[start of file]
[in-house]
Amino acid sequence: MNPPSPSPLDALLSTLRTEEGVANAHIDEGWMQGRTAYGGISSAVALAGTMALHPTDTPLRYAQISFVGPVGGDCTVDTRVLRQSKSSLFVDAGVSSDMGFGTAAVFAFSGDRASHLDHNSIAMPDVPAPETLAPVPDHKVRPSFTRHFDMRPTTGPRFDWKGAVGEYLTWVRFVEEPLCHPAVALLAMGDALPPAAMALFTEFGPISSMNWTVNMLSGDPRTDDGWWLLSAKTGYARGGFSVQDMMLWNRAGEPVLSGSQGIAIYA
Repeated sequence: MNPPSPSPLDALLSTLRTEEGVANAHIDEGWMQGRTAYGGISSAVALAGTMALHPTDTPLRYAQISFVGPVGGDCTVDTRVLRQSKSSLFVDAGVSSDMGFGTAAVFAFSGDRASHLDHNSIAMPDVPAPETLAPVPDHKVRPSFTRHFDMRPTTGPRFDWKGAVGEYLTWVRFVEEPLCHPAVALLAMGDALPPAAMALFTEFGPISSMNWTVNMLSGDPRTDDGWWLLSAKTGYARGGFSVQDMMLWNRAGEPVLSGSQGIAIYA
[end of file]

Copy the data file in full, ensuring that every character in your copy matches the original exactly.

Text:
[in-house]
Amino acid sequence: MNPPSPSPLDALLSTLRTEEGVANAHIDEGWMQGRTAYGGISSAVALAGTMALHPTDTPLRYAQISFVGPVGGDCTVDTRVLRQSKSSLFVDAGVSSDMGFGTAAVFAFSGDRASHLDHNSIAMPDVPAPETLAPVPDHKVRPSFTRHFDMRPTTGPRFDWKGAVGEYLTWVRFVEEPLCHPAVALLAMGDALPPAAMALFTEFGPISSMNWTVNMLSGDPRTDDGWWLLSAKTGYARGGFSVQDMMLWNRAGEPVLSGSQGIAIYA
Repeated sequence: MNPPSPSPLDALLSTLRTEEGVANAHIDEGWMQGRTAYGGISSAVALAGTMALHPTDTPLRYAQISFVGPVGGDCTVDTRVLRQSKSSLFVDAGVSSDMGFGTAAVFAFSGDRASHLDHNSIAMPDVPAPETLAPVPDHKVRPSFTRHFDMRPTTGPRFDWKGAVGEYLTWVRFVEEPLCHPAVALLAMGDALPPAAMALFTEFGPISSMNWTVNMLSGDPRTDDGWWLLSAKTGYARGGFSVQDMMLWNRAGEPVLSGSQGIAIYA